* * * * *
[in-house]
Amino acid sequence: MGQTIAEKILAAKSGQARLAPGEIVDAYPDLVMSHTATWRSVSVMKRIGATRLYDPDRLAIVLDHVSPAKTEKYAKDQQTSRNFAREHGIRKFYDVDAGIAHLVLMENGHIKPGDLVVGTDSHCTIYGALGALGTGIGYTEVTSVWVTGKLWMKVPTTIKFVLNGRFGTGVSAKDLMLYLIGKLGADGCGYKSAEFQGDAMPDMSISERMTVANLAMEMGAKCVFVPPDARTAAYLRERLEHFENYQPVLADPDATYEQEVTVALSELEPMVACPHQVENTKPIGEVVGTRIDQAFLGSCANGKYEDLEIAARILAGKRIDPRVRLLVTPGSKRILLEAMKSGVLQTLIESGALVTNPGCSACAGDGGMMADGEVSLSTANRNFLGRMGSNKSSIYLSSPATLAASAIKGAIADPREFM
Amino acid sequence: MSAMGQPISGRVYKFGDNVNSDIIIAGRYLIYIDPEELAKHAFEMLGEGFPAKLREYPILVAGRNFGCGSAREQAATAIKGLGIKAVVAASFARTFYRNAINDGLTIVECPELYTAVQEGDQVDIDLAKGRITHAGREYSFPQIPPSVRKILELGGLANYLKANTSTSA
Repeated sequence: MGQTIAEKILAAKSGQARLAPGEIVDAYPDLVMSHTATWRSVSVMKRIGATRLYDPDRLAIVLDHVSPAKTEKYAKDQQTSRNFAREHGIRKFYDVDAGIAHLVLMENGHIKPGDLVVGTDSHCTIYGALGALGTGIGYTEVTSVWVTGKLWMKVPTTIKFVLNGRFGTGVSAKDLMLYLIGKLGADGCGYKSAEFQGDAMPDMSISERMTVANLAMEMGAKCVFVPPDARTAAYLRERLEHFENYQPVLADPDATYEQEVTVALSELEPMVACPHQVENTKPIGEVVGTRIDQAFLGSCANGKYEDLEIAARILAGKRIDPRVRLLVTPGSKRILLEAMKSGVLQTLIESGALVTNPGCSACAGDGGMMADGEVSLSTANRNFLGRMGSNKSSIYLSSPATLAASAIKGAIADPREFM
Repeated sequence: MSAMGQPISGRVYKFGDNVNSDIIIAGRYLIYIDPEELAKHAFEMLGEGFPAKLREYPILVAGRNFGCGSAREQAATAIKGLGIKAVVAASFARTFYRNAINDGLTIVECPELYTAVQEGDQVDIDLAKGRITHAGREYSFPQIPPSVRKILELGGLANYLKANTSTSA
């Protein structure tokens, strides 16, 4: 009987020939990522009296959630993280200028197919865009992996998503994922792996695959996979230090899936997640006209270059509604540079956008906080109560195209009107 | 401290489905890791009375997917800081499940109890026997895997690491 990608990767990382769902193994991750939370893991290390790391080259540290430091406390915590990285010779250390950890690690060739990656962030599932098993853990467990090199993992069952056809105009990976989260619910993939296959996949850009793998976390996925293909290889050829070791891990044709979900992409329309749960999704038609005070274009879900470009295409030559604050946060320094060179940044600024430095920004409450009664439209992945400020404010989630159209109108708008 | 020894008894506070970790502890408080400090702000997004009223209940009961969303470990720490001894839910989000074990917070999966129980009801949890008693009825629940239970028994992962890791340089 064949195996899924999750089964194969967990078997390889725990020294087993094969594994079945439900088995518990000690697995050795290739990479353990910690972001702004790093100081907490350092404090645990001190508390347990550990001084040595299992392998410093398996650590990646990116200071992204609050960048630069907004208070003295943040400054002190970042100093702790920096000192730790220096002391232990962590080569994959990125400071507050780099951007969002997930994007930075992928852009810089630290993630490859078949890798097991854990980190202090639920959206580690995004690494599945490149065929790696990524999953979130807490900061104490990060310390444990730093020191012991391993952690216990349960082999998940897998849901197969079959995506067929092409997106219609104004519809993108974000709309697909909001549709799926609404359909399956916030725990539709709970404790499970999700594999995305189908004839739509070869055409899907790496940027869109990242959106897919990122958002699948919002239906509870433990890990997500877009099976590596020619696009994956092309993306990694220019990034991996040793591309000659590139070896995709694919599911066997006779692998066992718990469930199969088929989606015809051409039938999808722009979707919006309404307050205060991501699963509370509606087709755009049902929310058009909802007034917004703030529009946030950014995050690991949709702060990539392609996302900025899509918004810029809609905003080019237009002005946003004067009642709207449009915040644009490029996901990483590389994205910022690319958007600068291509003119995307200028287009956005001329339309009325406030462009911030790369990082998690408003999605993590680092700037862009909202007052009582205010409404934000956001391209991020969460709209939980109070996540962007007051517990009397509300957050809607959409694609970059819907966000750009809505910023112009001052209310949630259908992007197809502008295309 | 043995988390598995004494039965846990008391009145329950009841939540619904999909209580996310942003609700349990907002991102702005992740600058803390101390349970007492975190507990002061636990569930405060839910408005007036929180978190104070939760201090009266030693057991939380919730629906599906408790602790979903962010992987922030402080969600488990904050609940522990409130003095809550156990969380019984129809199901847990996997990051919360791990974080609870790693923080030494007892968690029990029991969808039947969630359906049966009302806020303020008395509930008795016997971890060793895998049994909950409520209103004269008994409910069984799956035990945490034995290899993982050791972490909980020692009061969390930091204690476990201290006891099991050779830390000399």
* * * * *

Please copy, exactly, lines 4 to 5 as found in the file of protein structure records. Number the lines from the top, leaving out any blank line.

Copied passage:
Repeated sequence: MGQTIAEKILAAKSGQARLAPGEIVDAYPDLVMSHTATWRSVSVMKRIGATRLYDPDRLAIVLDHVSPAKTEKYAKDQQTSRNFAREHGIRKFYDVDAGIAHLVLMENGHIKPGDLVVGTDSHCTIYGALGALGTGIGYTEVTSVWVTGKLWMKVPTTIKFVLNGRFGTGVSAKDLMLYLIGKLGADGCGYKSAEFQGDAMPDMSISERMTVANLAMEMGAKCVFVPPDARTAAYLRERLEHFENYQPVLADPDATYEQEVTVALSELEPMVACPHQVENTKPIGEVVGTRIDQAFLGSCANGKYEDLEIAARILAGKRIDPRVRLLVTPGSKRILLEAMKSGVLQTLIESGALVTNPGCSACAGDGGMMADGEVSLSTANRNFLGRMGSNKSSIYLSSPATLAASAIKGAIADPREFM
Repeated sequence: MSAMGQPISGRVYKFGDNVNSDIIIAGRYLIYIDPEELAKHAFEMLGEGFPAKLREYPILVAGRNFGCGSAREQAATAIKGLGIKAVVAASFARTFYRNAINDGLTIVECPELYTAVQEGDQVDIDLAKGRITHAGREYSFPQIPPSVRKILELGGLANYLKANTSTSA